This installment dedicated to the what-drugs-were-they-on architects who originally designed the Woodwards Food Floor at the Oakridge Centre Mall in Vancouver, British Columbia, Canada.
Book 8, Chapter 18: Breaking Bulk in a Loading Dock
Rosa’s upper air lock onto a metal balcony that ran around the top of the underground hangar. It was dim, it was cold, and it was kind of scary. She extended her senses. Nothing. The space around her was as empty as the interstellar void that Rosa swam.
Well, not actually. There was dust, and humidity, and the little, computerised motes that communicated with Rosa and made up the complex’s security system. But it made for a good analogy.
Charlotte moved to the left. There was a door set in the wall, with the same dual-swipe security hatch that all the other outside doors in the complex had. She crouched in front of it, tugging a little at her costume as she did so. “Crouching tiger” pose wasn’t really a thing, as the crouching tiger is a metaphor for the weighty things of life that were invisible to the eye, but, right now, Charlotte wanted to be invisible.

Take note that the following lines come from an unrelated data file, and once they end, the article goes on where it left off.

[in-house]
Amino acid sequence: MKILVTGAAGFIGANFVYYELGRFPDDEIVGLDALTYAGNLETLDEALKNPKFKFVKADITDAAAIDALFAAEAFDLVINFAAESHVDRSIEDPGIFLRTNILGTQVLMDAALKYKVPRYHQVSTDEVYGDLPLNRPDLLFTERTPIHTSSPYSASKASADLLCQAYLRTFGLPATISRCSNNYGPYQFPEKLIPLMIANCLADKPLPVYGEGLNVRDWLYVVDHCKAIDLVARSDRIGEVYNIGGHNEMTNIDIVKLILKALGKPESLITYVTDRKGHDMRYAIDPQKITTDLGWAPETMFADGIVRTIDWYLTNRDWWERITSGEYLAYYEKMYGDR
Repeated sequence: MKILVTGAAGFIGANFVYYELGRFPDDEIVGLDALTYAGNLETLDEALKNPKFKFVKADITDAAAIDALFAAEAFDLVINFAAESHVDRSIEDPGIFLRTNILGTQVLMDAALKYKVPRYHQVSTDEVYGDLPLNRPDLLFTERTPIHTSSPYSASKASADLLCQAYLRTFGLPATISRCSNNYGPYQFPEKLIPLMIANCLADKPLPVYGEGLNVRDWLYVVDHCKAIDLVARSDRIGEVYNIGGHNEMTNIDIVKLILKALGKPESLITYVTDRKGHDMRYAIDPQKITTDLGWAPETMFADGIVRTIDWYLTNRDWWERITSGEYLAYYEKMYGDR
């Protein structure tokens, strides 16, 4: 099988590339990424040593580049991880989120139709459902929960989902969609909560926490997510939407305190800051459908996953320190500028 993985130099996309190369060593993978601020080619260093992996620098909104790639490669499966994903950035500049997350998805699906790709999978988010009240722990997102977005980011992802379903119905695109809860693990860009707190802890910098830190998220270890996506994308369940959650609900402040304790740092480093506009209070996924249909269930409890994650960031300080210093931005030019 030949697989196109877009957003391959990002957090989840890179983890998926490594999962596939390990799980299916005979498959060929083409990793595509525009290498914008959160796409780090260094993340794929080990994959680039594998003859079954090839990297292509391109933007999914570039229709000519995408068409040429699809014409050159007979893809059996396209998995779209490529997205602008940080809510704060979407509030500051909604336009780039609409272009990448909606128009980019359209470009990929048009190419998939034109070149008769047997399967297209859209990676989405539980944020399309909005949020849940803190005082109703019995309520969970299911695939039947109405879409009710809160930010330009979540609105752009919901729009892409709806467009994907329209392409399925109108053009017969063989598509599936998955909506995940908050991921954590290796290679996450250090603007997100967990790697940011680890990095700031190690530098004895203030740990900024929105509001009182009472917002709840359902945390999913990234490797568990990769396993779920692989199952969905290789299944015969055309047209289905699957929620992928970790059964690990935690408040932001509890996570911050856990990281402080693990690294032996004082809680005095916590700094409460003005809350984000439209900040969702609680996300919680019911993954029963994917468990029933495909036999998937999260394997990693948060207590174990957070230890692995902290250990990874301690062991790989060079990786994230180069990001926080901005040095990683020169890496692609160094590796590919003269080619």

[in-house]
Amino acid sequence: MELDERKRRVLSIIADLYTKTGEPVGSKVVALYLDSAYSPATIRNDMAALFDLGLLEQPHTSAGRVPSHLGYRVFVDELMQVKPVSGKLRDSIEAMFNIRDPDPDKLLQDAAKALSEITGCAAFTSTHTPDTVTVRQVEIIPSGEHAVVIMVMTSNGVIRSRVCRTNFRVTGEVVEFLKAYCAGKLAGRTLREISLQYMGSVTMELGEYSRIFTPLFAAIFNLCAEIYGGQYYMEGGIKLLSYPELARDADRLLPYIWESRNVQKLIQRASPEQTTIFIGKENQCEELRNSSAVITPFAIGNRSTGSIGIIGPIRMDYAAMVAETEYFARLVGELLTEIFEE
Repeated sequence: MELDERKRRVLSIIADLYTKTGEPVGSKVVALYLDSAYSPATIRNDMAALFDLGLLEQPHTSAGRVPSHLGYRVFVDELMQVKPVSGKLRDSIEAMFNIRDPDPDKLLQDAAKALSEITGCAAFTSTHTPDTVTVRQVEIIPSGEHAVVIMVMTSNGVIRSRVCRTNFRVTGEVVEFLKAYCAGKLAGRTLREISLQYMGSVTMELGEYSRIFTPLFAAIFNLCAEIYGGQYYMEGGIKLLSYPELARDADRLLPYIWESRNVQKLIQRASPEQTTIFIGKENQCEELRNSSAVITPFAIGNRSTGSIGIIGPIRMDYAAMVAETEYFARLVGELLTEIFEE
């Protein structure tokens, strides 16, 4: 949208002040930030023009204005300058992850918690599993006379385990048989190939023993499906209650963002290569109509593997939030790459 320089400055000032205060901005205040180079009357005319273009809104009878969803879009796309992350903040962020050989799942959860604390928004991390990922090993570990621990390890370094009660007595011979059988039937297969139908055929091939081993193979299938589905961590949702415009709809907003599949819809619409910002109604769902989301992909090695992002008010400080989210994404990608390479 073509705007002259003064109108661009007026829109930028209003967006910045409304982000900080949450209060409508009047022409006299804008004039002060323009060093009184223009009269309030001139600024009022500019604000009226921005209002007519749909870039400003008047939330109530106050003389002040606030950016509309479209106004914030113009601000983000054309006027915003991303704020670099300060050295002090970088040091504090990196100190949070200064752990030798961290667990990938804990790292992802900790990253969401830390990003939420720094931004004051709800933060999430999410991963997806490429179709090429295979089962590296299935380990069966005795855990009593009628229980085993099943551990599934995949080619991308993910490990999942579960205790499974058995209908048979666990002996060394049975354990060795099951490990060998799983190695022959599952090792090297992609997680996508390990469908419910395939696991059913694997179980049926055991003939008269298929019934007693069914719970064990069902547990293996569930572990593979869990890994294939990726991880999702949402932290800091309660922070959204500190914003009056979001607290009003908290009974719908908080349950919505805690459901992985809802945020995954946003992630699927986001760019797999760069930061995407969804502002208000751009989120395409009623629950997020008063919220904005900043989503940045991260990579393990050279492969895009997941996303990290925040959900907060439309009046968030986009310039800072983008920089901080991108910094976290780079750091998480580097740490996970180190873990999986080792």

There was something exciting about being on the hunt, knowing that you had the advantage, that you knew the other guy was there, and they didn’t. It was exhilarating, but also dangerous, because the tables might be turned at any minute, might already have been.
Bruce crouched down beside her. He held his phone out so that Charlotte could see that he was looking through the crappy fish-eye cameras of a store security system. Two big semi-trucks were backed up against a loading dock, crammed and piled with stacks of stuff. From another camera, she could see the wall of the loading dock, obscured behind skids of groceries. Set somewhere in those walls were the secret doors to the hangar.
In the cameras, a man went by, driving a cargo streak pulling a pallet stacked high with plastic crates of milk. He gave no sign that he was right next to a pair of sky pirates from an alternate reality.
Charlotte couldn’t see them, either. “Where are the blue guys?” She asked.
Bruce touched the screen on the left side of the screen showing the wall, just beside the open arch leading from the loading bay into the rest of the Price Rite, and the Panther Heights Mall, beyond. The screen de-pixilated, and there were the two blue men, in their helmets, harnesses and loin clothes, trying to quietly dismantle a mixed-up stack of soda pop and boxes of groceries of every shape and size.
“They’re right,” Bruce said. “There’s a door into the hangar set in the wall. They’re sure to find it eventually.”